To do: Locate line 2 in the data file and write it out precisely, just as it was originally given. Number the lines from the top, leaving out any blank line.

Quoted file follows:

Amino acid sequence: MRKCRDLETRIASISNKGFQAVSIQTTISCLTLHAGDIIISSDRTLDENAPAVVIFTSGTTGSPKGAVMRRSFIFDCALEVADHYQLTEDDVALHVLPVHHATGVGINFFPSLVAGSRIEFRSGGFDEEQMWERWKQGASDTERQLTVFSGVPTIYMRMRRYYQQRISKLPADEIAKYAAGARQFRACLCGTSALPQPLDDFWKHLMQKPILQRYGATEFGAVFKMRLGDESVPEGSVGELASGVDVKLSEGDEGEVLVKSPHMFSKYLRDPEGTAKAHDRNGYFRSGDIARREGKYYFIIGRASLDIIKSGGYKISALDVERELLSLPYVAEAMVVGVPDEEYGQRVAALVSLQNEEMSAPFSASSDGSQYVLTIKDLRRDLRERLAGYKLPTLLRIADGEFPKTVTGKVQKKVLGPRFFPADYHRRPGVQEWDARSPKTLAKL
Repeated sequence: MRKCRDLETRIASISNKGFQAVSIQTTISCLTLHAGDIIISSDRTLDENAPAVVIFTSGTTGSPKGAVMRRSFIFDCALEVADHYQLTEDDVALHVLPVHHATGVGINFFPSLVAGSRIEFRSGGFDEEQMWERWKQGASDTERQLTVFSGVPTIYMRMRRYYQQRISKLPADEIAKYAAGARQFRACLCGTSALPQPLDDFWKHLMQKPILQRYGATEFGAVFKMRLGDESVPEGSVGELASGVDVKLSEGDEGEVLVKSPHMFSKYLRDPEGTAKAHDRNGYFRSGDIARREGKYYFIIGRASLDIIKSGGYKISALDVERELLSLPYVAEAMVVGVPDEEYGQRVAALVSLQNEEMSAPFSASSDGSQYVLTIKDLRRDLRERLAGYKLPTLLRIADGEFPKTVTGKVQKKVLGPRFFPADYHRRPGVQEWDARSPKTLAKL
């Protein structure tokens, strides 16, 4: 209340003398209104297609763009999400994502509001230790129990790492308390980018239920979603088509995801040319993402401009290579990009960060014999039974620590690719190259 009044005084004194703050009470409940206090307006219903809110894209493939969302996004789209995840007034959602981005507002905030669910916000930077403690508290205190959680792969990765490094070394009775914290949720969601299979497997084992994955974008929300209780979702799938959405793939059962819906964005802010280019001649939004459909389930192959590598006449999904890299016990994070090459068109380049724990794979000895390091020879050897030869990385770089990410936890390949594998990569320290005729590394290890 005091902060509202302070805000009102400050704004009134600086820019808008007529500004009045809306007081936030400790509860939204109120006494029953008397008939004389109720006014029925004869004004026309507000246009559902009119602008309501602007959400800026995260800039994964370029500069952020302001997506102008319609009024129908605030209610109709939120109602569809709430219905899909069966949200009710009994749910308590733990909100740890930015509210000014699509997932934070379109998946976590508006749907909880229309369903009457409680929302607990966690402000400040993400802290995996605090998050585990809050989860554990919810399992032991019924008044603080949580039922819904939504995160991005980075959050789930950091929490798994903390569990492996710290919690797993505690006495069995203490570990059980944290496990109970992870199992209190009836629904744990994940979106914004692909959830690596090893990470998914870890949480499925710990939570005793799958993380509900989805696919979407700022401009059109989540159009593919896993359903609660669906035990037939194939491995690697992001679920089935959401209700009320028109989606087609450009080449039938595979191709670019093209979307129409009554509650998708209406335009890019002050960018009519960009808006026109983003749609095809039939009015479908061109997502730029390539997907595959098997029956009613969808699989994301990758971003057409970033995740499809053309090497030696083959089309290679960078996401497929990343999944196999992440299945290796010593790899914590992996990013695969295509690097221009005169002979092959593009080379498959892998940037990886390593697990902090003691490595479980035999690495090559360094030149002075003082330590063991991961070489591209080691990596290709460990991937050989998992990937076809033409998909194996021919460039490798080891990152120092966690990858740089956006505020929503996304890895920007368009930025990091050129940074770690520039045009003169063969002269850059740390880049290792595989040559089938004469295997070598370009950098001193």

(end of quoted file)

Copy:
Repeated sequence: MRKCRDLETRIASISNKGFQAVSIQTTISCLTLHAGDIIISSDRTLDENAPAVVIFTSGTTGSPKGAVMRRSFIFDCALEVADHYQLTEDDVALHVLPVHHATGVGINFFPSLVAGSRIEFRSGGFDEEQMWERWKQGASDTERQLTVFSGVPTIYMRMRRYYQQRISKLPADEIAKYAAGARQFRACLCGTSALPQPLDDFWKHLMQKPILQRYGATEFGAVFKMRLGDESVPEGSVGELASGVDVKLSEGDEGEVLVKSPHMFSKYLRDPEGTAKAHDRNGYFRSGDIARREGKYYFIIGRASLDIIKSGGYKISALDVERELLSLPYVAEAMVVGVPDEEYGQRVAALVSLQNEEMSAPFSASSDGSQYVLTIKDLRRDLRERLAGYKLPTLLRIADGEFPKTVTGKVQKKVLGPRFFPADYHRRPGVQEWDARSPKTLAKL